As I think we all know (having just been forced to hit the pause button for a while) it’s no longer about only making a house look “pretty.” For many it’s the “pretty” that’s the problem. The saying “all dressed up and no place to go,” seems to come to mind.
Whether we know it or not, if you’re upwards of your mid 40s (gasp), then you, like me. were probably deeply indoctrinated into the social norm that came with a time when, in fact, it did take a village—to establish boundaries, (rigid though they may seem today.)
You pitched in when your neighbor needed you (which today sounds cringingly evasive).
You did try to keep up with the Jones’. Not in terms of one-upmanship, but in terms of the “norms” of the times.
Those were the days when people wrote and actually read books about manners and edict so as not to offend or be, in any way socially inappropriate. And yes, that also included all aspects of lifestyle.
The rules were clear:
Reciprocate, after someone has opened their home to you. Follow the same formula as everyone else. Cocktails in the den. But only one. Canapes, so no one drinks on an empty stomach but not enough to ruin the supper. Diner finished by 9:00. Wrap-up conversation till 9:45 as one slowly sauntered back to the front door because one never, ever outstayed one’s welcome. One also never roamed the house at will, unless invited…and everything “company” saw was carefully curated to tell the story of appropriateness and family friendly pleasantness. While it all sounds very “Stepford Wives”-creepy now, there was an oddly filtered yet calming predictability to it all that infused the style, the food and the very layout, design and maintenance of the home.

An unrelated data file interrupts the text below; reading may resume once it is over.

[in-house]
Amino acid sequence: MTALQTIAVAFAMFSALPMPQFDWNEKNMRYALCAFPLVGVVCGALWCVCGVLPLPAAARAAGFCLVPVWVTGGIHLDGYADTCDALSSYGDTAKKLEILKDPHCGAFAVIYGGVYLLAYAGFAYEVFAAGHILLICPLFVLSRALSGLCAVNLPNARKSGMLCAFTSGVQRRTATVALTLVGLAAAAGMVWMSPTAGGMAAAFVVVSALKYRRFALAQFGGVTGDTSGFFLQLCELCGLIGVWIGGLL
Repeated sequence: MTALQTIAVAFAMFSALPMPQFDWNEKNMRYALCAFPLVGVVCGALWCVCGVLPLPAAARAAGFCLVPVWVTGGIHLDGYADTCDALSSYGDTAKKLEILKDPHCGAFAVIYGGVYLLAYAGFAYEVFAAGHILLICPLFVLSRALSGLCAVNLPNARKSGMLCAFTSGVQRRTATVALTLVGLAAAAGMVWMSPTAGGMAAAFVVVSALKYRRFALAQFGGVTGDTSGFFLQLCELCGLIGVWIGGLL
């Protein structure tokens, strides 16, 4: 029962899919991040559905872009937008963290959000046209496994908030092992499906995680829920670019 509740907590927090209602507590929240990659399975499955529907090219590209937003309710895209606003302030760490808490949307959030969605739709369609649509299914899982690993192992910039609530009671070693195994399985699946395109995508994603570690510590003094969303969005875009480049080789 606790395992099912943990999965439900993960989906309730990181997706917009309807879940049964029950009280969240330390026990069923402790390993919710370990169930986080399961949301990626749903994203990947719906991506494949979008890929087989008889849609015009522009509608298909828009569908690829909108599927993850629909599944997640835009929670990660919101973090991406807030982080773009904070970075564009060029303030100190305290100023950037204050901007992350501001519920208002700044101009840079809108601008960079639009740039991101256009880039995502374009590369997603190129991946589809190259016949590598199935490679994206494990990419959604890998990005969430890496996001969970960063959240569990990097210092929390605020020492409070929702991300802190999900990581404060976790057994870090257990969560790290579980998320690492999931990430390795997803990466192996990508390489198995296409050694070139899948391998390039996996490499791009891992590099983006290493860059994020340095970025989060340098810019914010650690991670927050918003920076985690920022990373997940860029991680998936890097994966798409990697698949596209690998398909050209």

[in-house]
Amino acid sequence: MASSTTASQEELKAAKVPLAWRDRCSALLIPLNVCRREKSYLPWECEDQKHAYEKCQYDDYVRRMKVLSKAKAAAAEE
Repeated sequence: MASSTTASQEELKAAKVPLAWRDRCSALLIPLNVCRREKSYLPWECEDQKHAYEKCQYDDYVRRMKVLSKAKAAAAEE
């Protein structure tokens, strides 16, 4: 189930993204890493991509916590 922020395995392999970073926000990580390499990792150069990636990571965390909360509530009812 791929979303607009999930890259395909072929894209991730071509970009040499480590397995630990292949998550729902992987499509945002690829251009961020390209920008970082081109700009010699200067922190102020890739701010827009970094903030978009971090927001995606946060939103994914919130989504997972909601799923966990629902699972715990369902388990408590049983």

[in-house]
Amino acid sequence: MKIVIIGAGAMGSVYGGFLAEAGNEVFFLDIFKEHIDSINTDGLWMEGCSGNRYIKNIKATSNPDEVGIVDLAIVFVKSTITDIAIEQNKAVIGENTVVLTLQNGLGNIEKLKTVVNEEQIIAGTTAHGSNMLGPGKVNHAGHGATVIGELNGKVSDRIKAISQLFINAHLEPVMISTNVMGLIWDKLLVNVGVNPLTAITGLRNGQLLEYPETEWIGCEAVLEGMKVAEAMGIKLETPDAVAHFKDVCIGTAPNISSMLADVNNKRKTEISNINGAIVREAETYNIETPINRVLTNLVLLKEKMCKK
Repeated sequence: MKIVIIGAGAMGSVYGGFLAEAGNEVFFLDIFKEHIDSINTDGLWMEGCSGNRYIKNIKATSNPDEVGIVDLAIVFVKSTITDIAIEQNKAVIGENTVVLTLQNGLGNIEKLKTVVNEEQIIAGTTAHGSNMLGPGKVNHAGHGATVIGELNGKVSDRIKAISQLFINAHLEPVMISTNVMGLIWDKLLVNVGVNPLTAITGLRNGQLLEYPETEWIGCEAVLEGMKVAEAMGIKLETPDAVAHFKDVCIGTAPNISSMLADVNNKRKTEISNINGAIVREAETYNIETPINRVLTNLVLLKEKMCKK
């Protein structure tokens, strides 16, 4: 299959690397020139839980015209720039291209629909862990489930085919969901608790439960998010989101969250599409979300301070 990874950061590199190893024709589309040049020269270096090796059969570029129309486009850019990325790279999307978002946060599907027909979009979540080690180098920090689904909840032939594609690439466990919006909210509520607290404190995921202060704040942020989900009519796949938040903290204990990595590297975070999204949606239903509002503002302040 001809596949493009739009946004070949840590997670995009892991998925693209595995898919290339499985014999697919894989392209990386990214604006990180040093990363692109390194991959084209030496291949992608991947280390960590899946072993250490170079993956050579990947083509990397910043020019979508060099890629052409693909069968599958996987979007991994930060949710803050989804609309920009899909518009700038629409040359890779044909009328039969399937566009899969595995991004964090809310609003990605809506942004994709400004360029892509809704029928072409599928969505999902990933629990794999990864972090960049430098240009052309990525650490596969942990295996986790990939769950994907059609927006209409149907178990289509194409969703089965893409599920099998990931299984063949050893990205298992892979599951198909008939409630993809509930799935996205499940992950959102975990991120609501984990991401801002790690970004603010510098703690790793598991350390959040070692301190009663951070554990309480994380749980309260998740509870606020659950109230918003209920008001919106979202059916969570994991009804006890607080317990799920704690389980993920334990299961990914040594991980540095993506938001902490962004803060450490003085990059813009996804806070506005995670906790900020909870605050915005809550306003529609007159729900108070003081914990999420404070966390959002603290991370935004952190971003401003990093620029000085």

As I look back now knowing those house schematics very well… the big question is, how could a modest income average sized family in a typical suburban neighborhood, even HAVE formal rooms reserved only for company ...AND a clean garage where one actually parked their car?
Were those in the 50s and 60's actually living far more intentionally than we do today?
Sure, maybe the subliminal underpins were a bit rigid (if not downright pretentious in their own weird way) but still? That level of nesting discipline was rather staggering from today’s perspective.
In a pre-Amazon, Home Shopping Channel, one credit card per household age, no one seemed to impulse buy, so kitchens only had one “junk” drawer, Kids only had so many playthings and when they didn’t fit in the toy box, they were edited. Bathrooms held only the drugstore essentials and closets were always organized.
Was this total annal retentiveness or was something bigger at play here?
Maybe it wasn’t pretentiousness. Maybe it was actually about pride, living within one’s means and with a kind of shared deliberateness that lifted the simplicity of organization to an artform?
It took me years and many a household set up, to deprogram. Call it, lifestyle rehab!
For so long, by default, I continued to follow the protocell that was no longer necessary. I still had the separate kitchen so that no one saw the host(es) having to enact the 5 second rule. I had the company-only living room that practically had a velvet rope at the entrance. I had the guest towels, the coffee table books, and the fancy soaps in the “power” room. ---all standard issue of a bygone era.” Thing is, I kept perpetuating all this year after year and certainly well after I’d already THOUGHT I’d kicked these formalities to the curb. Why?
It wasn’t about figuring out a new room plan. I’m an experienced designer for heaven sake. It wasn’t even about “change”. Homes are fluid and I’m always tweaking all the time.
So, what was it?
While I certainly had the permission to break the old mold, I still had an emotional hangover from the conditioning of those days.
It wasn’t until I finally started to question and be willing to unpack my fragmented belief system, that I finally got down to the surprising truth of it all.
Frankly, deep within. I missed the boundaries, the pseudo politeness of it all—the comfort of “predictability” and I guess, even the accountability to neighbors.
I mourned how putting one’s best foot forward had a kind of sweet innocents about. I guess it seemed like when the “formalities” were abandoned so was a kind of “consideration” and even “respect” that seemed to vanish with it too. Something I was inadvertently trying to keep alive under my own roof. Yet, the sobering truth is, that we “are” indeed how we “live”. The physical interior always matches the mental one. So, something had to change.